Go on board Firangi Superstar for Indian-meets-European food adventure
The culinary direction of Firangi Superstar initially gave me pause.
The food is Indian as seen through Western eyes, prepared by someone who was trained in European cuisine but cooking from recipes he remembers from childhood.
Executive chef Thiru Gunasakaran's last post was executive sous chef at Spago by Wolfgang Puck, while his exposure to Indian cuisine came from his grandmother.
Take a moment to soak in the decor at this restaurant in Craig Road. Inspired by train travels around India, there are beautiful interpretations of old bars and railway cars.
This mash-up and the gorgeous interiors may make you think this place is not really about the food.
But it is.
There are plenty of familiar flavours presented in fun, modern ways, so you get the comfort of the tastes you want while also having plenty to share on social media.
One such dish is the Prata Waffle ($24). Social media mavens will like the waffle-pressed prata base, while those seeking Indian flavours will be happy with the Madras-style fried chicken and fried curry leaves.
The combination reminds me of chicken waffles, so it will not be a life-changing new experience but it is tasty, even if eaten separately.
Visually and taste-wise, This Is Not Aloo Gobi ($16) is a winner.
This deconstructed aloo gobi has a base of cauliflower cous cous, topped with roasted cauliflower florets and cauliflower coriander puree, with layered potatoes, cashews, raisins, mint leaves and masala compote.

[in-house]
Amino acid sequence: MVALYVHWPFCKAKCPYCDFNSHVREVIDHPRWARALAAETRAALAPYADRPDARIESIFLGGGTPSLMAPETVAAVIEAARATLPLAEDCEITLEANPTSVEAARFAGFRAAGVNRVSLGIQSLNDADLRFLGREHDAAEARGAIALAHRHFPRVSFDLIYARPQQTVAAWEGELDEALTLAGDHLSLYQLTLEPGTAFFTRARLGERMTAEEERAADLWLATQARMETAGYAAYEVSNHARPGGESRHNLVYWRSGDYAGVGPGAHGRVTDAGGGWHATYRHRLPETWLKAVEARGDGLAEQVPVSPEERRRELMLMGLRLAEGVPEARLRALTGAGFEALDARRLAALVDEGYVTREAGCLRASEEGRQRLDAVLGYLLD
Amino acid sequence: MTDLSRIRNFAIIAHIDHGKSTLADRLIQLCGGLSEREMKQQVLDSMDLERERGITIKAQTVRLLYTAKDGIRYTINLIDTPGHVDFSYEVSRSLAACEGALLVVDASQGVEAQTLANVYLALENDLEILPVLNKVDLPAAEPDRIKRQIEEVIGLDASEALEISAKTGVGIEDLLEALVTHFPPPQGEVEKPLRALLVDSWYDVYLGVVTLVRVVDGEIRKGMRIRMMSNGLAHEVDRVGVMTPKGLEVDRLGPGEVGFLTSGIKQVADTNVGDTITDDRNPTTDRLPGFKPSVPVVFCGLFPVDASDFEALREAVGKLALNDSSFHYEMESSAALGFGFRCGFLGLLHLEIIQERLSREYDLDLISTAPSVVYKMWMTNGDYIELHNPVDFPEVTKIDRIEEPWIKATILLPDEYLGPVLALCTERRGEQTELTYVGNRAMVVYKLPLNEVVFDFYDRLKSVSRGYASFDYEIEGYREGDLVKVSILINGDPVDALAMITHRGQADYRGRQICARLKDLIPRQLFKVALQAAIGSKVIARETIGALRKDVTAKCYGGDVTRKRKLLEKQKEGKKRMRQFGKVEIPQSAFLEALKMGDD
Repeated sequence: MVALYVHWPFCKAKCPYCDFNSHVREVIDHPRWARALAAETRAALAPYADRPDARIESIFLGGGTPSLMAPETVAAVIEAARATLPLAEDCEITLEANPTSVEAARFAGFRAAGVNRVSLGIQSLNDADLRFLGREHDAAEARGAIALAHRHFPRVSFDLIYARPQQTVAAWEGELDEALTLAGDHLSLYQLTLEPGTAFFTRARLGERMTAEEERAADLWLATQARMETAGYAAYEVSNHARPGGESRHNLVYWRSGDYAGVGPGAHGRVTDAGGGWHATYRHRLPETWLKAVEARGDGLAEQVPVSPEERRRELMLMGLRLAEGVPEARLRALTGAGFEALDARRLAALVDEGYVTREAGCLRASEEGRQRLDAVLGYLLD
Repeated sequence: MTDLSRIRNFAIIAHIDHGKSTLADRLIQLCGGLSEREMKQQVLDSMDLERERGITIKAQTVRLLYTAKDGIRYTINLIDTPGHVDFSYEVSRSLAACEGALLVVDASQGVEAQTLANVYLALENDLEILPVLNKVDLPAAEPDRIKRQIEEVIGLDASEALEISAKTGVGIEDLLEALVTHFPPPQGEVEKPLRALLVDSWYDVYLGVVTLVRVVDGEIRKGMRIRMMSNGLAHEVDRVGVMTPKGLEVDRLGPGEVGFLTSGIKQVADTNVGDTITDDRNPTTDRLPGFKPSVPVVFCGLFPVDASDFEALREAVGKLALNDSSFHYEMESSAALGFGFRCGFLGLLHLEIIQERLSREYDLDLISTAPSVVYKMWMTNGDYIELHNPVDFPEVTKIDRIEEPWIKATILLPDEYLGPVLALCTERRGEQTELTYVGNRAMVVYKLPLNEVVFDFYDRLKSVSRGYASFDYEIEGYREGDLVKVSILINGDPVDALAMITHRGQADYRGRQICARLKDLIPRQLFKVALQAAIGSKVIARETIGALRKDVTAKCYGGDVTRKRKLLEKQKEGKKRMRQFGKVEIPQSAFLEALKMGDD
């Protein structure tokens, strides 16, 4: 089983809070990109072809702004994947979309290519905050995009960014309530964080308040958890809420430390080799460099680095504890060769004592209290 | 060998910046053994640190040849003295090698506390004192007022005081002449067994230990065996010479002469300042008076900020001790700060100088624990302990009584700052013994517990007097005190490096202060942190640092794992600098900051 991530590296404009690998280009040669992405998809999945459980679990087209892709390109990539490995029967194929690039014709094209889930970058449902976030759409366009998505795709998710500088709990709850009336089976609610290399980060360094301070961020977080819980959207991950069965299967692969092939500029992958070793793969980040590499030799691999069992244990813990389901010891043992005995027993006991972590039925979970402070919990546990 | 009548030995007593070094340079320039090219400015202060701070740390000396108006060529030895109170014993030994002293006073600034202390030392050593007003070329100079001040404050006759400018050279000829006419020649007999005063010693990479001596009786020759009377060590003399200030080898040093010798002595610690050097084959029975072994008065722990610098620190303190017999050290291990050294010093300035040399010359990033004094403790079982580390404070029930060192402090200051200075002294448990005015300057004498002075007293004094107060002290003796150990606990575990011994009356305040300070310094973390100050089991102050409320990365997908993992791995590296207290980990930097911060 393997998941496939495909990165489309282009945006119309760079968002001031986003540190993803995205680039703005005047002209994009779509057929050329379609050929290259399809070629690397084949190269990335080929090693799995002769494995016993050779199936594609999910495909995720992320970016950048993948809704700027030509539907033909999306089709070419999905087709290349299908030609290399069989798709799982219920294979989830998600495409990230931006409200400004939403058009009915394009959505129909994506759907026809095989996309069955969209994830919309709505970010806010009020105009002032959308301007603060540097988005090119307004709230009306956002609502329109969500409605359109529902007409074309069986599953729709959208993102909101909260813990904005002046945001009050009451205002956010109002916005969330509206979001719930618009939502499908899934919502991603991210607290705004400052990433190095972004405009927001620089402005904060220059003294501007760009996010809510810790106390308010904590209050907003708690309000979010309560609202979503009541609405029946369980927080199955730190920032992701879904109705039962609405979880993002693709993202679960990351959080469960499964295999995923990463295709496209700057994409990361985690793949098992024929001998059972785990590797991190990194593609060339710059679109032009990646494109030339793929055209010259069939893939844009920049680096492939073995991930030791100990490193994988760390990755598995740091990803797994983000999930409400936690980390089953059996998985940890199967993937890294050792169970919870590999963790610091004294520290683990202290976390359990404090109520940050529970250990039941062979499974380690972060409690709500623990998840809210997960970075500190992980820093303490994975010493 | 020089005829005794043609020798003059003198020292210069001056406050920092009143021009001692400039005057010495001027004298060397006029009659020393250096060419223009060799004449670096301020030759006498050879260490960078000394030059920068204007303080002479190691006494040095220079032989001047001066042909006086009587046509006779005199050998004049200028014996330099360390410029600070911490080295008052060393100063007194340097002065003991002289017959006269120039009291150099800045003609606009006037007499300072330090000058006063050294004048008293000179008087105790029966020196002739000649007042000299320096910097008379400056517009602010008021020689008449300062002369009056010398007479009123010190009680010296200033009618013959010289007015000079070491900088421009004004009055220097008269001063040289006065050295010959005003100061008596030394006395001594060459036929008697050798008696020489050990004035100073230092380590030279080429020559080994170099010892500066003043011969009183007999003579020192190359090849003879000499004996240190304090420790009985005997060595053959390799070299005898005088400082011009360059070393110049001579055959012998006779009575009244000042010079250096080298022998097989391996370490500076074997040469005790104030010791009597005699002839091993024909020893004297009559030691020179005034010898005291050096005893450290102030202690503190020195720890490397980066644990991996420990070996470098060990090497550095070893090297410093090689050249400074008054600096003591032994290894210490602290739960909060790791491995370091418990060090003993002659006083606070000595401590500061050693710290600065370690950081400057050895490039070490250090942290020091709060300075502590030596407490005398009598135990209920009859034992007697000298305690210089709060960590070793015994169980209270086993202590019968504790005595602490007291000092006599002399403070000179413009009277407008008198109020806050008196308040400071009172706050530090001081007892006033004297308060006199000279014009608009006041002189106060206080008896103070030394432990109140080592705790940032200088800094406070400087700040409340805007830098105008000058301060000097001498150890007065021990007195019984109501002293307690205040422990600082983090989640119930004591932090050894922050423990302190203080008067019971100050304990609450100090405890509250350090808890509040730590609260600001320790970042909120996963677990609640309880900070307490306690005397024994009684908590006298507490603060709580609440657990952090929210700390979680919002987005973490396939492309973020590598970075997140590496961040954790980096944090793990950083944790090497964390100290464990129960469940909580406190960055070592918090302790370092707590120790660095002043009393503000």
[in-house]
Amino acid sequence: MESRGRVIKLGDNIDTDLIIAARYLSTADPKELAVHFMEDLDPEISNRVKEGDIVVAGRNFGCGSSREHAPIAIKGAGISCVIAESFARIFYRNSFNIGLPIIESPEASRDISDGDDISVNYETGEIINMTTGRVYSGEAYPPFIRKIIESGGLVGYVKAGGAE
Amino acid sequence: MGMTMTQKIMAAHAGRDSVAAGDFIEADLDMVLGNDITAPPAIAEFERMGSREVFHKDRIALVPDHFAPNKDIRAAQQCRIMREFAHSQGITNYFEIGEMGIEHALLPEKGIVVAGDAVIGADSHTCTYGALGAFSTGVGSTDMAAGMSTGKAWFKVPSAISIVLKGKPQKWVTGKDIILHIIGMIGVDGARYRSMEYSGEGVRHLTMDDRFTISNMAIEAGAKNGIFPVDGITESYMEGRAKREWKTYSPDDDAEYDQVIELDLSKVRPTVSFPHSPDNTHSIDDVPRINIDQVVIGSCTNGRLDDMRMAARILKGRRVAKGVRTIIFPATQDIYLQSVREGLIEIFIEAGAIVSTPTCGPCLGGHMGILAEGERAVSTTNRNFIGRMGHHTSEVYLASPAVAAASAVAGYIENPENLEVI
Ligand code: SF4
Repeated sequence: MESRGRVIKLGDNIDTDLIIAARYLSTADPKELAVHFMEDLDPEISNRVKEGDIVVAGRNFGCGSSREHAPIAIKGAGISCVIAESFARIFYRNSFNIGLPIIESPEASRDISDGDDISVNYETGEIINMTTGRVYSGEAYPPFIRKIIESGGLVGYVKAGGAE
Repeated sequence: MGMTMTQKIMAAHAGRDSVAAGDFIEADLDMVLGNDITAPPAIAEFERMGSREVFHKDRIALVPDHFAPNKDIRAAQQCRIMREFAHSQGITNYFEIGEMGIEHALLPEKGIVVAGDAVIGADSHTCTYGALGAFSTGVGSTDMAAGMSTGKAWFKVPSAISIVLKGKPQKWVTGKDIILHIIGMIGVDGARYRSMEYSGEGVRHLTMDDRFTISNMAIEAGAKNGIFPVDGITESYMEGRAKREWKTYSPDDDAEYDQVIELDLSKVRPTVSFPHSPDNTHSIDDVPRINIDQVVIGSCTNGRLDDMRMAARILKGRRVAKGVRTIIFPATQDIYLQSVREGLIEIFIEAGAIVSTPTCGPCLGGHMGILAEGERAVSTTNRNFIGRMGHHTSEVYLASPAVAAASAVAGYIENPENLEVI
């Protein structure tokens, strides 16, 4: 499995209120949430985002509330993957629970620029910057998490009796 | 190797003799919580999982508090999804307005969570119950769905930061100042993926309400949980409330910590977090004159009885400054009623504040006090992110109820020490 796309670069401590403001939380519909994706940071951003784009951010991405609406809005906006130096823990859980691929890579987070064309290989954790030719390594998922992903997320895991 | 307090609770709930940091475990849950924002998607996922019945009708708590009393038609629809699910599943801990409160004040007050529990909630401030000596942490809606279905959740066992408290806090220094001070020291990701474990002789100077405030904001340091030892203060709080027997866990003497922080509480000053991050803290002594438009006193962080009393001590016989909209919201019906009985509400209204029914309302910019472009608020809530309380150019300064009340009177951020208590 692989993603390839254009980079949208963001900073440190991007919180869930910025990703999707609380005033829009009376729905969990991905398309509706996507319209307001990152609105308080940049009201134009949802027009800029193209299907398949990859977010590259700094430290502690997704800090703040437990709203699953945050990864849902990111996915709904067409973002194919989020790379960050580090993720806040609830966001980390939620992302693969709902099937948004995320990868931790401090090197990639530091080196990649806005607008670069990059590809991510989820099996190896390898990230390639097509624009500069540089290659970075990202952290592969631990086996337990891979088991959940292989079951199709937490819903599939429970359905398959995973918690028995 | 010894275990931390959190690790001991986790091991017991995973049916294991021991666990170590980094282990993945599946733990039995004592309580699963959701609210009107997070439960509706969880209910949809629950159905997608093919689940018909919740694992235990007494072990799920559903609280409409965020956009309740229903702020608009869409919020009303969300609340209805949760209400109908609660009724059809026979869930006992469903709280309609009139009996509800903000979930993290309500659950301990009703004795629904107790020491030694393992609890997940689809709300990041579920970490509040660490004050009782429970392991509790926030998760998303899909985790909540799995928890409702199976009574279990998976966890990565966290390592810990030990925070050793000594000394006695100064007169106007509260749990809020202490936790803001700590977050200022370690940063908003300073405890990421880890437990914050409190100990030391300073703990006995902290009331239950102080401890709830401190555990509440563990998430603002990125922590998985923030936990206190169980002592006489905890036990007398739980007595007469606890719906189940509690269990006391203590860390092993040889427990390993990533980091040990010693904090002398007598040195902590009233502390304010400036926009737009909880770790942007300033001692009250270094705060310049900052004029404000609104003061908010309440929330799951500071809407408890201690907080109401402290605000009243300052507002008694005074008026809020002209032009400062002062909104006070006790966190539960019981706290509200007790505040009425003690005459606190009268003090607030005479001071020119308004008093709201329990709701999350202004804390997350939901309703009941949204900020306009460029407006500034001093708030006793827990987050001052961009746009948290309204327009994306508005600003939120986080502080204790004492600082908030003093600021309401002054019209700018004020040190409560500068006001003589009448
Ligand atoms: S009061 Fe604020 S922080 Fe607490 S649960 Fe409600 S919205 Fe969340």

Anything with cauliflower works for me, but the blend of sweet, spicy and savoury makes this very appealing.
The Sacred Samosa ($26) is also good. Wagyu beef tartare is placed on a base of mint raita and served between samosa crisps. The marination of lime pickle aioli adds brightness, which complements the buttery meat.
It is hell to eat because the fillings keep falling off, but it is worth the effort to get it into your mouth.
The must-order is the Indian Saddle ($19 for 100g).
The lamb is cooked in tandoori spices and is a sight to behold.
The colours, aroma and flavours work in tandem to create a great dining experience.
I love how tender the meat is, although I wish there is a touch more gaminess because I like the signature strong flavours of lamb.
The Salvador Thali ($41) is a showy plate.
Chef Thiru is inspired by the different flavours of the thali - mild, tart, piquant and savoury - and uses them all in this pumpkin dish.
And it is plated in the style of Spanish surrealist painter Salvador Dali.
It is as convoluted as it sounds, and it does not resonate with me. I like an adventure but not confusion. With so many factors at play, I just cannot anchor my taste buds on one element.
20 Craig Road #01-03 Tel: 6304-3022
Opens noon to 2.30pm on weekdays,
5.30pm to 10.30pm from Mondays to Saturdays